Pity the Beast

Robin McLean
And Other Stories ($25.95)

by Garry Craig Powell

Exceptional books transcend the usual categories. Is Robin McLean’s Pity the Beast a modern-day western? Is it feminist? Is it postmodern? In fact it is all of these, and yet to pigeonhole it in such terms is reductive, and might, unfortunately, lead a reader to miss the complexity and richness of the novel.

The plot is almost traditional: A horrifying crime goes wrong, the victim survives and escapes, and a mounted posse sets off in pursuit, intent on finishing the job. The pitiless, graphic violence will inevitably remind some of Cormac McCarthy. But if you’re thinking Clint Eastwood movies, you’re wrong. Ruthless as the main men are, they are also educated. They philosophize, discuss Freud and Jung, and quote from Shakespeare and the Bible. One of them is gay.

These details represent surface-level departures from the conventional western, but the most meaningful difference is that the hero of Pity the Beast is a woman—although McLean is too deep and complex a writer to simply reverse the roles. While all the men in the novel commit evil deeds (with the exception of the deputy, a well-meaning greenhorn from New Jersey), perhaps the most evil character is not only a woman, but the victim’s own sister, Ella. And while Ginny, the protagonist, fights bravely, she has her own darker side too.

Postmodern in structure, Pity the Beast has several narrative strands; the main, realistic one deals with the pursuit of Ginny as she flees through the Mormoras (a fictional mountain range) towards Canada. McLean mixes in many other threads, however: the postcards written (but not sent) by the deputy to his neglectful mother; the fantasies of the Rodeo Kid, who sees himself as the hero of a Gunsmoke-style TV serial; a post-apocalyptic science fiction story about a female yeoman on a spaceship from another planet; and rational, articulate conversations between the mules in the posse’s train. The strategy of multiple plotlines always runs the risk of being labored and pretentious, and indeed, it’s not wholly successful here—the Rodeo Kid’s fantasies are not always consistent in voice, and at times the sci-fi story loses its focus and takes us too far away—but the purpose is clear. The author adds these additional narratives not to show off her cleverness, as so many writers do, but to imbue the main plot with resonance on a far grander, even a cosmic, scale.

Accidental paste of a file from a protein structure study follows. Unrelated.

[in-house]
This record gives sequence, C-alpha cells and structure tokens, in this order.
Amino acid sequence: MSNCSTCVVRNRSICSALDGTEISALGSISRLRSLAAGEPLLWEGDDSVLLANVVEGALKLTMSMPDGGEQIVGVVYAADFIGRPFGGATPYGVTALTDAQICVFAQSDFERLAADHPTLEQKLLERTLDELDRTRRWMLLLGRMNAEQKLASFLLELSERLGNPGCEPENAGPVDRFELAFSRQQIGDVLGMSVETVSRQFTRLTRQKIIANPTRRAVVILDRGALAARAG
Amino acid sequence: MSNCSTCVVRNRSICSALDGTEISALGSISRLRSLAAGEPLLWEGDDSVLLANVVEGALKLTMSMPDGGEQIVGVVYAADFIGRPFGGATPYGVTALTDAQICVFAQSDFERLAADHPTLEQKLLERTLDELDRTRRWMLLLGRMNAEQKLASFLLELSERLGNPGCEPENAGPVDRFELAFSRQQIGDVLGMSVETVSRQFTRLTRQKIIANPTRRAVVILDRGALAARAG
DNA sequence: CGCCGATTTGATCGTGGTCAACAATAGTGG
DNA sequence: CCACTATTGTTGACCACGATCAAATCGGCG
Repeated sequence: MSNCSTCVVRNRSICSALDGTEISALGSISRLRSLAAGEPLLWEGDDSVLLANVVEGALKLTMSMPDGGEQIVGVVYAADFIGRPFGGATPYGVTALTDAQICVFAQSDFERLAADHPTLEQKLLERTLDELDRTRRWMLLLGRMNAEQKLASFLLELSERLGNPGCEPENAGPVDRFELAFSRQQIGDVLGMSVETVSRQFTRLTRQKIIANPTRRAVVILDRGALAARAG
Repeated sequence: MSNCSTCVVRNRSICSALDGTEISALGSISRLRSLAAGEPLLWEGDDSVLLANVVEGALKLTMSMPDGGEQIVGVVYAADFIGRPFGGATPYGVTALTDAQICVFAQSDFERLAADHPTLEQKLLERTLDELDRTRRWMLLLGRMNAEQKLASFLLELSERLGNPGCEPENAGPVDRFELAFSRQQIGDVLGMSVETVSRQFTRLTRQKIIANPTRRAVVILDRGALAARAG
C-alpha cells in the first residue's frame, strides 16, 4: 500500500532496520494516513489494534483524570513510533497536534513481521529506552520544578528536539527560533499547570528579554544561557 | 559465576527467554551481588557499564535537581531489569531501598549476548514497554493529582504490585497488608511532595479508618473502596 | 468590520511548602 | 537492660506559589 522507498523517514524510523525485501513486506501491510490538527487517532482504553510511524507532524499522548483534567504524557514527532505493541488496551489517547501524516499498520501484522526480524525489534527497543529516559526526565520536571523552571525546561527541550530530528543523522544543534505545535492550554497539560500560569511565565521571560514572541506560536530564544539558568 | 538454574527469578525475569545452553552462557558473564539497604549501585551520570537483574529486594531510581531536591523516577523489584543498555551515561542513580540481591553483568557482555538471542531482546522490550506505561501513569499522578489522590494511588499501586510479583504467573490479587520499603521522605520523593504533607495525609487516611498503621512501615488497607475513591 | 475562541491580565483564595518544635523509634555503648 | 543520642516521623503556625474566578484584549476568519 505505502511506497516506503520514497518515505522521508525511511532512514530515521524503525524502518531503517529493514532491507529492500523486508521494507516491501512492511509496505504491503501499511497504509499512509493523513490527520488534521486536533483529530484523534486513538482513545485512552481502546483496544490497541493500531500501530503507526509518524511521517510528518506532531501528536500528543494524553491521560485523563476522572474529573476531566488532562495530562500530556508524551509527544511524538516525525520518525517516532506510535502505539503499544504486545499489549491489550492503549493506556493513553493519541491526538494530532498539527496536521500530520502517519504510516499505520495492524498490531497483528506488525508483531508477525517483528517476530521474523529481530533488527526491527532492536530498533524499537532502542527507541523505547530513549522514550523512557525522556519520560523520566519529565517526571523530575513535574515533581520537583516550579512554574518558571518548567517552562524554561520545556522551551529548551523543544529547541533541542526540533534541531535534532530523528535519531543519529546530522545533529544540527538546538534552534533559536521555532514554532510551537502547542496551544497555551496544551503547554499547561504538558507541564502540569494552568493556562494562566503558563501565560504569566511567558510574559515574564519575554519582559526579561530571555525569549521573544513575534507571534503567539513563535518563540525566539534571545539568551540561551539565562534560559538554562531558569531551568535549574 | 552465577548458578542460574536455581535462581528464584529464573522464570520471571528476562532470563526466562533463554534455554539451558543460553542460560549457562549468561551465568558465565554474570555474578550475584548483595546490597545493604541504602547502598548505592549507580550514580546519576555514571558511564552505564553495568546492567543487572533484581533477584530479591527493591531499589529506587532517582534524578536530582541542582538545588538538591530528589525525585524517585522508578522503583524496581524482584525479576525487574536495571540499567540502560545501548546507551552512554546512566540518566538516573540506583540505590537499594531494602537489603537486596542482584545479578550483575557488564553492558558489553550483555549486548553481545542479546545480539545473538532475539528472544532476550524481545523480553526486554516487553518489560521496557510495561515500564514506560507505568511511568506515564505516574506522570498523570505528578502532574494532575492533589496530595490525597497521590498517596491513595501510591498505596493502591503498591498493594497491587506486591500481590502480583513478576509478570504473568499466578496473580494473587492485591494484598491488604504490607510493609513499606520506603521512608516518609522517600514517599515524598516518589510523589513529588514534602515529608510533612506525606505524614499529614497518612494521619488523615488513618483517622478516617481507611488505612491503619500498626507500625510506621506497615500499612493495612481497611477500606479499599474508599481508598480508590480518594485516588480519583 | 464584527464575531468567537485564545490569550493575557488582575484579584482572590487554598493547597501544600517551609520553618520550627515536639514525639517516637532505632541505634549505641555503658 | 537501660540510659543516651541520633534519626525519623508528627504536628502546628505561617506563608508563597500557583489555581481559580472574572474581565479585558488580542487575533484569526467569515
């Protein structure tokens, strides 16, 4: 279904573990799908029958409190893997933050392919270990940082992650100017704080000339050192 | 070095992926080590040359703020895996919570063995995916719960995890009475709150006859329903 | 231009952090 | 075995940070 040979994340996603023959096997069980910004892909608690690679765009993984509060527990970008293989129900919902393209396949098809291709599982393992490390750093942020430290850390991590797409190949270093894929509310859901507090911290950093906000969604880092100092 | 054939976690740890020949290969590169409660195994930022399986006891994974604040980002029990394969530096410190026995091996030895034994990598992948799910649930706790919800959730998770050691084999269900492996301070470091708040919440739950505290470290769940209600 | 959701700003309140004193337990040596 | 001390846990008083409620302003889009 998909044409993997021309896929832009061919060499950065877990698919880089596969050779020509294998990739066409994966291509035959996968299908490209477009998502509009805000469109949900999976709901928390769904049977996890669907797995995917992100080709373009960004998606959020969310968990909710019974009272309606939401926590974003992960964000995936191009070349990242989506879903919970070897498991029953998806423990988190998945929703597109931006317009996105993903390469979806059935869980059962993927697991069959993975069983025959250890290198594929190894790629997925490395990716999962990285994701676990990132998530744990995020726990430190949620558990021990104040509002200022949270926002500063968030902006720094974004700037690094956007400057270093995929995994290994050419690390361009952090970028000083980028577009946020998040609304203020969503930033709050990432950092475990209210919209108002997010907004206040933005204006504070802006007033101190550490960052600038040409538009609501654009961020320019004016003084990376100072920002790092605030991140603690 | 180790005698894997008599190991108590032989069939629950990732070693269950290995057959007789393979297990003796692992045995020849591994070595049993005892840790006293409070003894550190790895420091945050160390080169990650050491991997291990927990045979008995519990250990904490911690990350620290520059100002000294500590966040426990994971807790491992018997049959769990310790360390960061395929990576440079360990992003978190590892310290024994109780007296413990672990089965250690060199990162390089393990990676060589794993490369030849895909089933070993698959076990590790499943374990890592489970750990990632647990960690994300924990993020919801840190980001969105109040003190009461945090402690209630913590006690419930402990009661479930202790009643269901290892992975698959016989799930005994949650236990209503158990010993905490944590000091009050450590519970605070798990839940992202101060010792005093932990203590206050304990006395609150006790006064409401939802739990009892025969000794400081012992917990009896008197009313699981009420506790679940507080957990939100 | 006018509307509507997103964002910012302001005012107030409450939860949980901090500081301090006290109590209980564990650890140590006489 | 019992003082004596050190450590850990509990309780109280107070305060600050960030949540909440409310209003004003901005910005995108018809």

Ultimately, this novel asks who human beings really are. The educated ranchers consider themselves deep and rational thinkers, refusing to acknowledge that they are also rapists and murderers, and—as we see in the post-climate catastrophe strand—they are blindly destroying the planet too. But the most successful of all the sub-narratives is the non-human one, that of the talking mules. It’s humorous and moving. How could one not feel compassion for the plight of such maltreated animals? Above all, it has the effect of eliding the distinction between beast and human. If beasts could talk, how different from their masters would they be? Not very much, the novel seems to imply.

The most outstanding feature of Pity the Beast, however, is the language. “Not since Faulkner have I read American prose so bristling with life and particularity,” J.M. Coetzee writes in a blurb. That’s a colossal claim, but it’s one the novel lives up to. No excerpts can do justice to the sheer richness and idiosyncrasy of the style, but in one particularly descriptive passage McLean writes, “His eyes, at least, worked miraculously well here. He saw jagged for the first time in his life, slick and mossy and huge and soaring.” Readers can also find some homespun philosophy in the book’s dialogue:

“All that’s pertinent is mixed together in the mountains,” Saul said. “Every appetite is natural. Must be. Arising as it does from a living natural being.”
“Vikings were buried at sea. The red-haired islands were solid rock.”
“Heat can cause insanity.”
“Lack of sleep.”
“The girls travelled west with the North American Indian trade.”
“Sea supremacy of Spanish galleons.”
“Books, braids, or booty.”
“Humans have strange drives.”
“Inscrutable inclinations.”
“Every appetite is natural,” Saul insisted.
“Even murder is natural, incest.”
“Must be.”

That’s the nub of it. This book is Hobbesian, bleak in vision, and if it’s not perfect, that’s because of its vast ambition. McLean is an important writer, one of the few who really matter at this precarious time in human history. She dares to think for herself, and to see things as they are, no matter how frightening that vision is.

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